Monday, February 20, 2012

Choosing your fate and the non-consequences of Amalur

Kingdoms of Amalur: Reckoning is a game all about fate. Having died once and being the first person resurrected by a device known as the Well of Souls, you fulfilled your destiny and are no longer bound to it. This means you can change the fate of the world and those around you, except you don’t.

Reckoning takes its design from a combination of Ken Rolston, who served as lead designer for both The Elder Scrolls III: Morrowind and The Elder Scrolls IV: Oblivion, artist Todd McFarlane, creator of the Spawn comic book series, and New York Times bestselling author R.A. Salvatore. Besides the flawed inventory menu design, the game excels, especially during combat. Its responsiveness and fluidity is reminiscent of fighting games, allowing you to change your style of combat with no downtime to create dynamic combos with any assortment of weapons and magic.

The world of Amalur, however, is static. Despite having the ability to change the fate of others, things play out as intended, even when the pieces are moved around. In the first village of the game, you meet a character named Sister Zelda who is trying to join the Order of Mitharu, but the order doesn’t allow women into its ranks. She asks you to steal an ancient tome that proves women can join the order. After stealing the tome and returning it to her, the only noticeable change is Sister Zelda now tends to the Reliquary’s gardens instead of shouting outside of its courtyard. Even after 70 hours of quests, saving Mel Senshir, defeating Gadflow, and resealing Tirnoch back into Amethyn (those aren’t the only ridiculous proper nouns in Reckoning), she is still tending to the garden and has the same dialogue options she had near the beginning of the game.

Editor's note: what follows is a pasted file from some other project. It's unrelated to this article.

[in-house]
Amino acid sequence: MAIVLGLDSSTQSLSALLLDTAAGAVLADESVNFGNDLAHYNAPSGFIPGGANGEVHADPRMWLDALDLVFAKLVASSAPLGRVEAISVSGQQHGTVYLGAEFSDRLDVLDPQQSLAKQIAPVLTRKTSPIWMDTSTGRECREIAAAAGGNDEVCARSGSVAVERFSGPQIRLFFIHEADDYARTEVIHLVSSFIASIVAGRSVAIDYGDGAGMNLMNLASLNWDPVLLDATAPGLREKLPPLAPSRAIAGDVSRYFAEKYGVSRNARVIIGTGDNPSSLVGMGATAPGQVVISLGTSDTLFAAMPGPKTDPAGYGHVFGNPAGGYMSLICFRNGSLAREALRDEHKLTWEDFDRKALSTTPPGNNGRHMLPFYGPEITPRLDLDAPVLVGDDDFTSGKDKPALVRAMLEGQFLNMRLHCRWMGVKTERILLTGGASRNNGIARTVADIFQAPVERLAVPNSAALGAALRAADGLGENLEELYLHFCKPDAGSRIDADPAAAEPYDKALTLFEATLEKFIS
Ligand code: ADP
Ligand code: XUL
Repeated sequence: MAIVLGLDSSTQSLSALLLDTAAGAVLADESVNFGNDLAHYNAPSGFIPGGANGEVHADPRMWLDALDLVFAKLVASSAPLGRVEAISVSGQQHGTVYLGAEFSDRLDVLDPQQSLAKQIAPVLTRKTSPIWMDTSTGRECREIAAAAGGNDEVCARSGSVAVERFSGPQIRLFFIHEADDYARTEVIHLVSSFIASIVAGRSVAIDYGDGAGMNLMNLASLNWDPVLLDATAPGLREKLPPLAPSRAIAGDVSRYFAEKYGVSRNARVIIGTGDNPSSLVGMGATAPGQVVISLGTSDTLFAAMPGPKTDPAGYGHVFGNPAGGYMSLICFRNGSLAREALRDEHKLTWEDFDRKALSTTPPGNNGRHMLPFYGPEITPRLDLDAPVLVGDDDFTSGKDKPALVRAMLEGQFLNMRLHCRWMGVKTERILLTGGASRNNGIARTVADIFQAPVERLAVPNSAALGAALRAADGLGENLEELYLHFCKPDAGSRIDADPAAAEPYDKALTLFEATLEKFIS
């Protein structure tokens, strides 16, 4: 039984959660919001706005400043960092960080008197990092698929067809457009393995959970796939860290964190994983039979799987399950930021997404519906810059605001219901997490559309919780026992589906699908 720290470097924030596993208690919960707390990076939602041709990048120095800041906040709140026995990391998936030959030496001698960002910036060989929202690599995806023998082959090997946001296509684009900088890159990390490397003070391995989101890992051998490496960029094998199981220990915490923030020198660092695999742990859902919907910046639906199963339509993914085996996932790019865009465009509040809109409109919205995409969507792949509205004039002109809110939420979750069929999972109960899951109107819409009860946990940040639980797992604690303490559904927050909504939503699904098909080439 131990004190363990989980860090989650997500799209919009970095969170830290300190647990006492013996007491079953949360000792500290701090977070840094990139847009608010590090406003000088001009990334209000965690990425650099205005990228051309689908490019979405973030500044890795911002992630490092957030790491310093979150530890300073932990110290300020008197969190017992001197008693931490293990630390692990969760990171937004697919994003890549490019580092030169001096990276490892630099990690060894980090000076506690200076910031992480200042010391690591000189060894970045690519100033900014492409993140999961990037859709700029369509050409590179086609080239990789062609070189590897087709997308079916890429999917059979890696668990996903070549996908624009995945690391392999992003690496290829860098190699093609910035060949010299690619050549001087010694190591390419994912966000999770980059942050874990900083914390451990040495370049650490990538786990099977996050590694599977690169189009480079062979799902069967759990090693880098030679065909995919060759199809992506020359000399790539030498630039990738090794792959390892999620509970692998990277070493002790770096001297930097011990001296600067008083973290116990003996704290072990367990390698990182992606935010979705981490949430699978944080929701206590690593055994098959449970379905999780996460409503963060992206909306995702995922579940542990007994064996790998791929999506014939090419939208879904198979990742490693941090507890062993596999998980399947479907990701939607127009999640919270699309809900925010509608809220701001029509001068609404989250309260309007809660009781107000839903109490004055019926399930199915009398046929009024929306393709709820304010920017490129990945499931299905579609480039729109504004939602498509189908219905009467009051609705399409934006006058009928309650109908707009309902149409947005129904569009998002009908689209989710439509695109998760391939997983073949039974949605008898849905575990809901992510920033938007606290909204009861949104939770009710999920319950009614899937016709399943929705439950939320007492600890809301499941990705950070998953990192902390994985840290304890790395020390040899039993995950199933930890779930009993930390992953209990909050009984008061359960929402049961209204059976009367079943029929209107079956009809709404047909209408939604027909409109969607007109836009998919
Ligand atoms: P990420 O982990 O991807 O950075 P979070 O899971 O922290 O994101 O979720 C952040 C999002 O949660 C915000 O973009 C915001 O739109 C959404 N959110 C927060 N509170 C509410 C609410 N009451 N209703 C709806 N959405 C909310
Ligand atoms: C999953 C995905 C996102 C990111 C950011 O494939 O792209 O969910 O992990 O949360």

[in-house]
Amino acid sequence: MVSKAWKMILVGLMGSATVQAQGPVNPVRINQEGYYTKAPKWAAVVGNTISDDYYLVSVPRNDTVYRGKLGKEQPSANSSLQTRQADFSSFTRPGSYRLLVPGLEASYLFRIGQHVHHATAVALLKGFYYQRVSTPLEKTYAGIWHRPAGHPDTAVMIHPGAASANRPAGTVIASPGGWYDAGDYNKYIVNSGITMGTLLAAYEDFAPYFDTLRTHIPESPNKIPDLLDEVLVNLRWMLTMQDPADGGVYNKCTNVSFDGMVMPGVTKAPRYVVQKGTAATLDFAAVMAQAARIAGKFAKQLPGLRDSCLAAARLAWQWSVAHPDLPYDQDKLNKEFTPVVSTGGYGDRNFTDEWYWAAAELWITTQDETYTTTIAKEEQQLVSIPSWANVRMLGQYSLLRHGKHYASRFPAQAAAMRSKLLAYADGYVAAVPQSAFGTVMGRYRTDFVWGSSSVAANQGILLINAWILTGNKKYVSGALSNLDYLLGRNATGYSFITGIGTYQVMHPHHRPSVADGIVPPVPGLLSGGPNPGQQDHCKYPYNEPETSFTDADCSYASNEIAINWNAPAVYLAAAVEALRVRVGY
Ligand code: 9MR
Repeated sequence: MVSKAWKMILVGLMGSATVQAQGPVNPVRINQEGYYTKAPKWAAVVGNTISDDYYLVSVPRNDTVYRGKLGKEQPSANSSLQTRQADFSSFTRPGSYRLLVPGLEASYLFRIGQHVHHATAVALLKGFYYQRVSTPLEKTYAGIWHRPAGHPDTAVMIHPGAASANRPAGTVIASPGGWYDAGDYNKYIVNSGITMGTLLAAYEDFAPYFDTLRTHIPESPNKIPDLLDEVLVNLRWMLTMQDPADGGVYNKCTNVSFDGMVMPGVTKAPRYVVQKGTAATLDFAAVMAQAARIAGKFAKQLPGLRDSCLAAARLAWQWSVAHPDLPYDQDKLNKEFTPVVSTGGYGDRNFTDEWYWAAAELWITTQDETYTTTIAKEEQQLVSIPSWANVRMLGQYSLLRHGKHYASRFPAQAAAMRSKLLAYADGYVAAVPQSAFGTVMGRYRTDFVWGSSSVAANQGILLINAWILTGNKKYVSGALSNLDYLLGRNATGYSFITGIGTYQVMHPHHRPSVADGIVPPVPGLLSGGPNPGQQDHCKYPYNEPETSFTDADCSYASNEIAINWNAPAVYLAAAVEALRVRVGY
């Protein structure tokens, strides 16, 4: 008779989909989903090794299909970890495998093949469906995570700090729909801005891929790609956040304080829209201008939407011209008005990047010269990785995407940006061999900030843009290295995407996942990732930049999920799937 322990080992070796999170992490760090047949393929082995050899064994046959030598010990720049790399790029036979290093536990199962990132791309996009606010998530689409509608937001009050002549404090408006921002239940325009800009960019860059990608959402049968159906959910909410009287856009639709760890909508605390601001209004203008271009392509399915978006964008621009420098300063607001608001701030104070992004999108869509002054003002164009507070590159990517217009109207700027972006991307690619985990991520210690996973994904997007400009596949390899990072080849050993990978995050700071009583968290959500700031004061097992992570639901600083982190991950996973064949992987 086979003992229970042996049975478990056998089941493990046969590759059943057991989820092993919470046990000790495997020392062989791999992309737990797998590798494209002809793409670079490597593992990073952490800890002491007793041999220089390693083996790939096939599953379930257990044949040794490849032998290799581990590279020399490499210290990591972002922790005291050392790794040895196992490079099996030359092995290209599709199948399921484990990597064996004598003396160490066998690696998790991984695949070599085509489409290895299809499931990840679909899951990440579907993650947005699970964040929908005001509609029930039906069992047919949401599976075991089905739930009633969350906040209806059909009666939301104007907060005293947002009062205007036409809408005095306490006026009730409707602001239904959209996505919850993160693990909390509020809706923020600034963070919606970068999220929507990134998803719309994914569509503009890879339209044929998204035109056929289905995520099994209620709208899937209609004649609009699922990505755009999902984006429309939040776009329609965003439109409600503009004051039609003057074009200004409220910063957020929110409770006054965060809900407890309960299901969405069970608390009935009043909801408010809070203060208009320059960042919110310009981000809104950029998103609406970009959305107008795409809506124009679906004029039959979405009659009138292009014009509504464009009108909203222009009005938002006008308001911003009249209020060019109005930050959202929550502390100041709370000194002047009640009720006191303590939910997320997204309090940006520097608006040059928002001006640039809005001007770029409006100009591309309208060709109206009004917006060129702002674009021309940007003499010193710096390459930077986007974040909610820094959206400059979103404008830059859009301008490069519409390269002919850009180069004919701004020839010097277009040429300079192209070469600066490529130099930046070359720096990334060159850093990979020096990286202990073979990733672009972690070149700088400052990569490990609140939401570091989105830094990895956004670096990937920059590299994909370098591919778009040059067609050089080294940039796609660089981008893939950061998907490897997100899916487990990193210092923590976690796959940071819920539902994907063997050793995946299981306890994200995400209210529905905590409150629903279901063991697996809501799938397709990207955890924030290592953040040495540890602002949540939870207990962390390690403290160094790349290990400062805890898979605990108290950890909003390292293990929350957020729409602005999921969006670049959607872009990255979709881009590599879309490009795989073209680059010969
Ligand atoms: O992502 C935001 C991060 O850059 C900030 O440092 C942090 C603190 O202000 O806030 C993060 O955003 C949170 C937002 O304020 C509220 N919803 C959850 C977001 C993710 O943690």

The best way I can see to add liveliness to characters and the world of Amalur would be through a morality system. Many claim that morality systems can hinder narrative more than it helps, but Reckoning is a good example of a game that feels empty without it. About 40 hours in, you can take on a faction quest for the Warsworn to stop the summoning of Niskaru Lord Khamazandu. Before you finish the quest, you have the option to side with Khamazandu and spread his terror across Amalur. Sadly, all this effectively does is make every Warsworn character in the game hostile. It’s not mentioned or hinted at with any other character in any location in the game besides where the quest takes place. With a morality system, this choice could have had widespread consequences that played into the rest of the game. Without a morality system, it’s a throw away choice that results in either buff A or buff B.

It’s unfortunate because Kingdoms of Amalur: Reckoning directly feeds the belief that your choices can make a difference in the story. Through the various twists of fate, which come at the end of significant questlines, the game creates the illusion that the fate of the world is changing depending on your choice. In reality, the only thing that changes is your skills, abilities, and destiny.

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